When not working at the Priory, my commute to work is a drive through the South Downs National Park. It has to be one of the loveliest of drives, through woods and fields; past flint built farmhouses and cottages and a Saxon church in a nothing-happening village; under a great arc of sky with tantalising glimpses of my beautiful “blunt, bow-headed whale-backed Downs.”*
The tiny lane that I drive along (usually whilst humming the theme music from “All Creatures Great and Small”) bears virtually no traffic so, if I see something of interest, I can just stop. No indicating, no pulling over; just stop. Which is what I did today – when I saw a kestrel.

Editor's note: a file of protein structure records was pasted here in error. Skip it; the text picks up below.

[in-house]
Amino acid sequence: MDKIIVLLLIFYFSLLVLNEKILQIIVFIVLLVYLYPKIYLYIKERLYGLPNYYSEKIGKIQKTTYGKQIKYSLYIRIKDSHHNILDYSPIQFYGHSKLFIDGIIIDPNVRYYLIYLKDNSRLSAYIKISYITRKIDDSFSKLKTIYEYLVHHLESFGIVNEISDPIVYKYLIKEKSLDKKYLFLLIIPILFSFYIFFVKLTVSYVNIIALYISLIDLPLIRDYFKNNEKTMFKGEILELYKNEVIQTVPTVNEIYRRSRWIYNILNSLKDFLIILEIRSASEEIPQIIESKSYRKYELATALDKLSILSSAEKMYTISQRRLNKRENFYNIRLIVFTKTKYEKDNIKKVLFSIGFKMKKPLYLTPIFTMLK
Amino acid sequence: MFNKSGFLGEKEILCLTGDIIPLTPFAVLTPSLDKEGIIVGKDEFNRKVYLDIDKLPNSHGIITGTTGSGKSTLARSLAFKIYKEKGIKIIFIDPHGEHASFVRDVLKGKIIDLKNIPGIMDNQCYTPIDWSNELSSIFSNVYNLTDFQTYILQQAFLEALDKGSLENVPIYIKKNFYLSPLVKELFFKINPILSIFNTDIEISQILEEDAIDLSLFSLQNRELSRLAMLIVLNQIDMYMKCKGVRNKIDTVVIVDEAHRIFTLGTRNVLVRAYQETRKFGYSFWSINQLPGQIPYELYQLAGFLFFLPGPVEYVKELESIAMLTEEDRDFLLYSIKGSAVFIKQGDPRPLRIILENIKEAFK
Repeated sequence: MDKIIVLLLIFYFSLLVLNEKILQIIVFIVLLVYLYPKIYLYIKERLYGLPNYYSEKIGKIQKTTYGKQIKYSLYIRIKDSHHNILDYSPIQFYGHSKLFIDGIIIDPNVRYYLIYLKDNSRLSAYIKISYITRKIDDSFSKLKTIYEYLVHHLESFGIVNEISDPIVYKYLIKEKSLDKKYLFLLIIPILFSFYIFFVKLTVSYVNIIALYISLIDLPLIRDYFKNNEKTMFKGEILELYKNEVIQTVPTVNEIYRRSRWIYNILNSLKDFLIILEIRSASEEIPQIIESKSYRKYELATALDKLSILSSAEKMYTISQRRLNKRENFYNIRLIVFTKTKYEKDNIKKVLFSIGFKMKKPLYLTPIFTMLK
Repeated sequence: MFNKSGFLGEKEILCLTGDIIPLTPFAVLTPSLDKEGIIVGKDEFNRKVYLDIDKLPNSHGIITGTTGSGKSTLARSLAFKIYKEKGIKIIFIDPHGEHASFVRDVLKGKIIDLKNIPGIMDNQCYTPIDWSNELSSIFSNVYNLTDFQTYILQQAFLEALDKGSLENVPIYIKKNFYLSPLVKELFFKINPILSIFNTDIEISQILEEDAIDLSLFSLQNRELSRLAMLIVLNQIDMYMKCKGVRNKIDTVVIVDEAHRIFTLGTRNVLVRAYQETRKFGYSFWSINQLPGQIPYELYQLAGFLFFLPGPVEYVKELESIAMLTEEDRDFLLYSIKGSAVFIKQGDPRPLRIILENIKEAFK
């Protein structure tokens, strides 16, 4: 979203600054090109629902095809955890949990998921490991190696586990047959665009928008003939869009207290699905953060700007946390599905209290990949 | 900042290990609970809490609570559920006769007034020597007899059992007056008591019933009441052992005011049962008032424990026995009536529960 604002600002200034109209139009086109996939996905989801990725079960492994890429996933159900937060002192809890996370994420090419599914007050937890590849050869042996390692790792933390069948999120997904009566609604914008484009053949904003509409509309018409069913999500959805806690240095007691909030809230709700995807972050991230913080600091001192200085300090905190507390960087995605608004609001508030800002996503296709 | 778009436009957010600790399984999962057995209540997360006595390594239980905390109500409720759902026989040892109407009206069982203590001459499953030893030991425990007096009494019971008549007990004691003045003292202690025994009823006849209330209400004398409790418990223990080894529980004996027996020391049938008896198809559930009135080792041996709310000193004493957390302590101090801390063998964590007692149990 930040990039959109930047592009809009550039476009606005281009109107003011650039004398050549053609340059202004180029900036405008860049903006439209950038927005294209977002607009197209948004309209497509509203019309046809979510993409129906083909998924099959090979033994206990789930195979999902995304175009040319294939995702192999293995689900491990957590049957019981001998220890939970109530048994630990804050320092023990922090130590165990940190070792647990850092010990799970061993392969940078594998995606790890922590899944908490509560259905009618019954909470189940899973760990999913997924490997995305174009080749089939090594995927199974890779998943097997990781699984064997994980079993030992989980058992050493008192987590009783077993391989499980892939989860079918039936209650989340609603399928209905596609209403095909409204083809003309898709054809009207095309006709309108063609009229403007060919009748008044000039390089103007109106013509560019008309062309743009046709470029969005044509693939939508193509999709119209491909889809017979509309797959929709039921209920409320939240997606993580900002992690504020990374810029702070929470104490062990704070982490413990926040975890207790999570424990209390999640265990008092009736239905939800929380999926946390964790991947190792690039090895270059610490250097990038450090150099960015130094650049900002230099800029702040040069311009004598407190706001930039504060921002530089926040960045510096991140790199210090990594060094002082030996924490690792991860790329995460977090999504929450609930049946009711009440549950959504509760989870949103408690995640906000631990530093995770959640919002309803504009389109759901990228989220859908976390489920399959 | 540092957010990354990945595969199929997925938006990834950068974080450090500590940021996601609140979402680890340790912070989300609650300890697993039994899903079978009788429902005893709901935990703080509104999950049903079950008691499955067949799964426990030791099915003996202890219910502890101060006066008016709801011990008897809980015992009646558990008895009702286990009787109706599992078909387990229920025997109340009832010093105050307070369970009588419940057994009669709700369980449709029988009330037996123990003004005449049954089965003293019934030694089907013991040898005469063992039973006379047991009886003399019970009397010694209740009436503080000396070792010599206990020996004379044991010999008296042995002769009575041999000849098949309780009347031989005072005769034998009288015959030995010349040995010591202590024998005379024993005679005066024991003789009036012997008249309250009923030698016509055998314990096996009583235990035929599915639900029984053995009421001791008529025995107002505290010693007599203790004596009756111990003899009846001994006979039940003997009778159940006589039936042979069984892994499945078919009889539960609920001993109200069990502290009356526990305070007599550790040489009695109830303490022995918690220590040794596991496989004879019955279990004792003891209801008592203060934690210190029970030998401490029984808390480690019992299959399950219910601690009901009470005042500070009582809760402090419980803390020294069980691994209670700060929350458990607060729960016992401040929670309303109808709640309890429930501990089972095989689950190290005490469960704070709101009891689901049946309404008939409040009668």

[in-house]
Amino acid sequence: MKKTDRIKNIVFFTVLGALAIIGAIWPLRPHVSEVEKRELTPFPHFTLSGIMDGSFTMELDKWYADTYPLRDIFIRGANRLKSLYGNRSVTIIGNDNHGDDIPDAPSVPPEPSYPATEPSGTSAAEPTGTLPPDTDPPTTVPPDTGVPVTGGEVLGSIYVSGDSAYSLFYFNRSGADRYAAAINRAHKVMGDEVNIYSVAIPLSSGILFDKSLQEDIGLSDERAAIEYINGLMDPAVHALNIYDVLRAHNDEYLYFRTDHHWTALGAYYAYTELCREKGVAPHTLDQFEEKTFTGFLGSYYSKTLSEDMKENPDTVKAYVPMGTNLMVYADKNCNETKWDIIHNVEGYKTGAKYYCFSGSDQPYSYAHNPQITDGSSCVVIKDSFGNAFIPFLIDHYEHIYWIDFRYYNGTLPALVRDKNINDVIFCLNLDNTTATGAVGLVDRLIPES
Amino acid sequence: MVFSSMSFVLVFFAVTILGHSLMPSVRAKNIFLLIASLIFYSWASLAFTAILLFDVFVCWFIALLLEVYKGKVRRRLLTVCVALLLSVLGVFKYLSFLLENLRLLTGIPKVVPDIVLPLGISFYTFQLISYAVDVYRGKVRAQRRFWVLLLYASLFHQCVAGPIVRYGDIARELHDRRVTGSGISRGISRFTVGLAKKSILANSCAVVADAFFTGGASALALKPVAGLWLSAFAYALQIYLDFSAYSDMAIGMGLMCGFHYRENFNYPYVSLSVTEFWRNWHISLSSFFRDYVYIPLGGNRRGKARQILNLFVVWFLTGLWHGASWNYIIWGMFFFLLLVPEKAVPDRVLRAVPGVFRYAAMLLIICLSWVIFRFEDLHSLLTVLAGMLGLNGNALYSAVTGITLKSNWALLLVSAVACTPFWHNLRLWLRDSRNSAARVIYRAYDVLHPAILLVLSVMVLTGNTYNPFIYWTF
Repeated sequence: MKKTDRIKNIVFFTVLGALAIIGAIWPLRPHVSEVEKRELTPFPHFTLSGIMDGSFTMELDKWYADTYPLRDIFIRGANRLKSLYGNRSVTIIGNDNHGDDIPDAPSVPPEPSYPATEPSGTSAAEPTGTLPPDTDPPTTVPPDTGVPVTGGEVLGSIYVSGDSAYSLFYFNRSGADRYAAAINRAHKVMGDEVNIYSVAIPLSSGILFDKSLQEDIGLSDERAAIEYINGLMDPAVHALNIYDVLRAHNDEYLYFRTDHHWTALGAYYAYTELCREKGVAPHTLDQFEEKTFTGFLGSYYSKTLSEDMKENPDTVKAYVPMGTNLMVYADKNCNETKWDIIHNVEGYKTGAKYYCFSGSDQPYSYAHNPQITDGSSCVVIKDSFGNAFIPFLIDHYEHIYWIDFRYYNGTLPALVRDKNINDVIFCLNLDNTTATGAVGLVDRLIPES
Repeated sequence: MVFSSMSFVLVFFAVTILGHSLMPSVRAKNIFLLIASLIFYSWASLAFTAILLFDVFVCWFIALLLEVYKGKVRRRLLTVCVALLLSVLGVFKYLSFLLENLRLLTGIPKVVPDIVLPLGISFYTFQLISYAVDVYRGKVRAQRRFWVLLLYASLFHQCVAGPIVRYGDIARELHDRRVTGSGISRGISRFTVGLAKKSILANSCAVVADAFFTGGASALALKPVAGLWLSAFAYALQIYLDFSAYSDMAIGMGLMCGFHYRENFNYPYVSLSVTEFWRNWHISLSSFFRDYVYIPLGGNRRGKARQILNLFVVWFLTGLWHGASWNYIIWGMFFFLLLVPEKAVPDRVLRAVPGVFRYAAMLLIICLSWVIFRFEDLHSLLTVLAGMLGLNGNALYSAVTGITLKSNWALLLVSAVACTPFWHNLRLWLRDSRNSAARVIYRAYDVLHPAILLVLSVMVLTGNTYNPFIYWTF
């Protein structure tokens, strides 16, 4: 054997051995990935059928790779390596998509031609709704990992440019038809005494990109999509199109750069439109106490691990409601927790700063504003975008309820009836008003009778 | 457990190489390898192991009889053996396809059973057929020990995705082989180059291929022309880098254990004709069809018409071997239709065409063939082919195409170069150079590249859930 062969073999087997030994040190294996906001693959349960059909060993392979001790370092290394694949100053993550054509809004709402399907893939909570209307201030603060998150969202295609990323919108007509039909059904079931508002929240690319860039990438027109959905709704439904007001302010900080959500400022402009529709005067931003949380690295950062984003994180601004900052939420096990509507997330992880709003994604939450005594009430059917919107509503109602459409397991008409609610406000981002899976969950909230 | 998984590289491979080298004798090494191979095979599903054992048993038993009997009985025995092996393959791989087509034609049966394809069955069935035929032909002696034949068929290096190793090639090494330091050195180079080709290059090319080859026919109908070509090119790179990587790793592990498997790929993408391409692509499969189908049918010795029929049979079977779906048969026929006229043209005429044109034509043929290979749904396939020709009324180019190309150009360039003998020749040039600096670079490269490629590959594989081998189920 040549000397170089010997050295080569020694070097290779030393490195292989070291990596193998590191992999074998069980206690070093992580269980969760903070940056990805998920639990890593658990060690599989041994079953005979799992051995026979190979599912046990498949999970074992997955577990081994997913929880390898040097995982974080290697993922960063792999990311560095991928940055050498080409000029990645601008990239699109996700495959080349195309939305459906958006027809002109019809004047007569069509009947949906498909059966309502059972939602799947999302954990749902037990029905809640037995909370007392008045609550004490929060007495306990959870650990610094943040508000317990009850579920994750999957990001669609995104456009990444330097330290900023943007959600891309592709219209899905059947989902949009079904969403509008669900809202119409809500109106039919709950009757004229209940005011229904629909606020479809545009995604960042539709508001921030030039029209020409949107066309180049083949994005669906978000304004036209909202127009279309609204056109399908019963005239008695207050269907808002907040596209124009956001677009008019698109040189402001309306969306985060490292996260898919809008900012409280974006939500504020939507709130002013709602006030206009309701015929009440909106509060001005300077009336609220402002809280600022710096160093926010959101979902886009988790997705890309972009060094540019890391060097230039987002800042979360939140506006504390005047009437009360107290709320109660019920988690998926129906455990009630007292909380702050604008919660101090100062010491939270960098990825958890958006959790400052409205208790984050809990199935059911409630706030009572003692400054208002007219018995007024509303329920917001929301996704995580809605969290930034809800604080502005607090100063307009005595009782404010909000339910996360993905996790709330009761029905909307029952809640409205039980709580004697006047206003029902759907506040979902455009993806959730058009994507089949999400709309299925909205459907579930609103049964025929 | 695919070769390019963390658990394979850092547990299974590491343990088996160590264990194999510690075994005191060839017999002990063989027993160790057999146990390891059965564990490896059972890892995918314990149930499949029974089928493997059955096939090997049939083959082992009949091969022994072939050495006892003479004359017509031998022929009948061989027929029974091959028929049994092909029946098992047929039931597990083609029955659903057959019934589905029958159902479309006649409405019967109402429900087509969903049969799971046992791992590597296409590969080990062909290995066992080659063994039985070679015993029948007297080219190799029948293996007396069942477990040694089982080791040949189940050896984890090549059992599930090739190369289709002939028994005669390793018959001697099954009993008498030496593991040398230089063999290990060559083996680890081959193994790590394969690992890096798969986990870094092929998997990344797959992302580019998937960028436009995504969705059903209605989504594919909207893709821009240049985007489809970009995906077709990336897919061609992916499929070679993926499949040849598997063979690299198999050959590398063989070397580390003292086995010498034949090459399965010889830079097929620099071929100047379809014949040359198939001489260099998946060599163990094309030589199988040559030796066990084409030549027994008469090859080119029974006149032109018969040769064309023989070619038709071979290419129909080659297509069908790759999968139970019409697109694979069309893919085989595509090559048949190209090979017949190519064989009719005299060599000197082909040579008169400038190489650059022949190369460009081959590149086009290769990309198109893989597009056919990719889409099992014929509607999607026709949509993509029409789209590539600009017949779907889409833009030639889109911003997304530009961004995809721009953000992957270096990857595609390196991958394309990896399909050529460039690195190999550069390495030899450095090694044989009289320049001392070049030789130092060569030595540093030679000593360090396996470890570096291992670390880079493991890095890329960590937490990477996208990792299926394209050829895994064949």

I leant out of my car window and looked up at him. And he looked down at me. I heard on the radio that kestrel numbers have declined recently, in possible correlation to the amazing success that buzzards now enjoy in southern England. Competition for prey? No one seems sure, though I certainly still see plenty of kestrels. As a boy though, I never saw a buzzard. Now, the plaintive mewing of them circling high in the sky (like a far distant, benevolent Nazgul) often keeps me company at the Priory.
I looked at the kestrel a little longer. And he at me before, growing impatient to be up over the fields and along the hedgerows, he flew off. I put my camera away, wishing I’d had time for some better photos, started my car and resumed my humming.
* Rudyard Kipling, from the poem, “Sussex”. The whole verse is: